Crows Theatre presents a contentious subversion of audience expectation with As You Like It. While I love Shakespeare, this pastoral classic is not a favourite of mine. I was therefore not the least devastated by this “radical retelling” by Cliff Cardinal.
To honour the company’s request not to disclose the central conceit, I will indulge in abstractions. As a reviewer, I feel a sense of responsibility not just to readers, but to creators as well. This show—and the company’s request—has tested my allegiance to both. I consider it an exciting creative challenge.
There is a review by Lynn Slotkin that spoils the key surprise of this production. I won’t provide a link. It’s easy enough to find, but I don’t encourage you to read it, at least not before you have seen the production. You may have already read it, in which case, there is nothing I can do to fix that situation. If you have not yet read it: Congratulations! You have a special opportunity before you!
And a choice.
Though generally amused, I quickly became confused and a little irritated by the early stages of this production. I’m sure it will be different for each individual, but I had a very slow, bewildering realization that I’d been pranked—not out of spite, not as a gimmick, but to put me in a state where I was neither passive nor comfortable.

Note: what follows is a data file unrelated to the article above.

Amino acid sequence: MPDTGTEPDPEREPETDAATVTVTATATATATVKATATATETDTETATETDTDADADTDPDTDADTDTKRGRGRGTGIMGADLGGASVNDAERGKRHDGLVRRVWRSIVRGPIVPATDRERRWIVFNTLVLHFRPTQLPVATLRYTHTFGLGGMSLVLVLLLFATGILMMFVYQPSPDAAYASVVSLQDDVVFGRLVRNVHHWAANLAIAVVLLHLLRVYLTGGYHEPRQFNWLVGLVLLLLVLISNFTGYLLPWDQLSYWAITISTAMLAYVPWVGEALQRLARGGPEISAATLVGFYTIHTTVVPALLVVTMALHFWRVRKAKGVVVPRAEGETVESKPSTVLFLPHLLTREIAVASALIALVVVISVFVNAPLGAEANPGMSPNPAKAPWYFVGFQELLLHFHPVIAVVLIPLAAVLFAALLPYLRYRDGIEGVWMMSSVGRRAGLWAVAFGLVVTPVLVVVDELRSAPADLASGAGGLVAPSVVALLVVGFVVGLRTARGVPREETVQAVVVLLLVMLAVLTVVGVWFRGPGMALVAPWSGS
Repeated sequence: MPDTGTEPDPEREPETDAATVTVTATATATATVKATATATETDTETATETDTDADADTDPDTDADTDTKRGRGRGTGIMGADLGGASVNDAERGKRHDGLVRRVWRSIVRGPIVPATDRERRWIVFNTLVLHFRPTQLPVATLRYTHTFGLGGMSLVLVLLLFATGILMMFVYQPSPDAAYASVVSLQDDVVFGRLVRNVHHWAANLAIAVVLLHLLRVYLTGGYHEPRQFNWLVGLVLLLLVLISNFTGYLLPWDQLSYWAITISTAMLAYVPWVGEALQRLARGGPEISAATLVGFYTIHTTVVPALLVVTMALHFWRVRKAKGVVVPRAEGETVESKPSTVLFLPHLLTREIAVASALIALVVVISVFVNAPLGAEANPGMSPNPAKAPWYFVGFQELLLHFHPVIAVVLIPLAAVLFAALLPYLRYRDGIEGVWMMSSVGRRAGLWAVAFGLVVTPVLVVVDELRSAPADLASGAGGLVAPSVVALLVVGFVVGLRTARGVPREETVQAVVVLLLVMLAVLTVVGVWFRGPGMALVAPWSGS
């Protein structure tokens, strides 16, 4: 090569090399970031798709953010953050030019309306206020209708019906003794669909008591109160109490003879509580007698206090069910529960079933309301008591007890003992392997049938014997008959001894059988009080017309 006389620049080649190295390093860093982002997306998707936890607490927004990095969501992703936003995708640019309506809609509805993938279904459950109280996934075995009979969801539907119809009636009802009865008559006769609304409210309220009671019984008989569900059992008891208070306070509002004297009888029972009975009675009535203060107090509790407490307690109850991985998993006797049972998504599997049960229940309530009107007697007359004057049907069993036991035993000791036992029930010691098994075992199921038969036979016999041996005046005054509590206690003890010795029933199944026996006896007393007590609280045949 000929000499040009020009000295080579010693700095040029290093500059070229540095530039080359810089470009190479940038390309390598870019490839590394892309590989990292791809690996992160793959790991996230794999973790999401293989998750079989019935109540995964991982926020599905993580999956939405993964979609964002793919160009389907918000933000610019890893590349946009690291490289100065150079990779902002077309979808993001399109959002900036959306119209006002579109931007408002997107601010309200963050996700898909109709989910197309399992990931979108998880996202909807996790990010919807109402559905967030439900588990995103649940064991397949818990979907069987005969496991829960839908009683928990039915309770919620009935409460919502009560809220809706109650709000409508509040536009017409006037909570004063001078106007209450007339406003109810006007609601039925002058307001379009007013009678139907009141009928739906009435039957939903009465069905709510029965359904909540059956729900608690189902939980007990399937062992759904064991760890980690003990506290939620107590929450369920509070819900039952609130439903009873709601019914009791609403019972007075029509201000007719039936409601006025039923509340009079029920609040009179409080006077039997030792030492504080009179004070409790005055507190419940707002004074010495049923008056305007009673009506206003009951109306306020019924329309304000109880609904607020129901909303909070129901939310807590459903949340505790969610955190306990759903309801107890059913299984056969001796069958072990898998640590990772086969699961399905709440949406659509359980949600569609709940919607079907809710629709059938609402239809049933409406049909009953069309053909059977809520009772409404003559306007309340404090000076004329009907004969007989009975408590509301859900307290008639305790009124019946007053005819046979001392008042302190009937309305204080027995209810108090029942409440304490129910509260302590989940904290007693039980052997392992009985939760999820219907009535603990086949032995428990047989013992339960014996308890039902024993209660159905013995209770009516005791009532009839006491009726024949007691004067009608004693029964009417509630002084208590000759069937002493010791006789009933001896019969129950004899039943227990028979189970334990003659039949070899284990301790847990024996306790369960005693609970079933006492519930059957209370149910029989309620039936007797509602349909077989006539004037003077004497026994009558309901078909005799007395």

It was a lot like having the rug pulled out from under me—not quickly though. Cardinal gradually upset my footing, throwing me off-balance, until suddenly I was on the floor. It wasn’t too far to fall though. And I’m not that fragile. More importantly, from this position, I had a wonderful new perspective.
Cardinal draws you in with an endearingly mischievous energy. His comedic flourishes, though often disconcerting, are delightful. He takes his time to let you discover what his intentions are long before any explicit reveal.
It gets pretty dark and there are some sharp barbs that sting. Cardinal wants to test your vulnerability, he jabs at you just deep enough to expose whatever complacency or empathy lurks there.
The production might offend you. But anger is telling. It’s a signal. You should unpack it. Cardinal has unpacked his and used it to craft a theatrical environment that is both a deliberate provocation and a sincere invitation. It is anarchic and tender and seething and raw.
And important for us now!
I was rattled in a way I rarely am. And my not knowing the details of what to expect was a crucial aspect of the experience. Slotkin’s review is reactionary and inconsiderate; it will rob you of the chance to appreciate the production on your own terms. Don’t let it.
*Update* Glenn Sumi’s review in Now Magazine also spoils the surprise. Though not from the same appallingly entitled perspective as Slotkin’s review, it will still ruin an important aspect of the production and should be avoided until after you have seen it.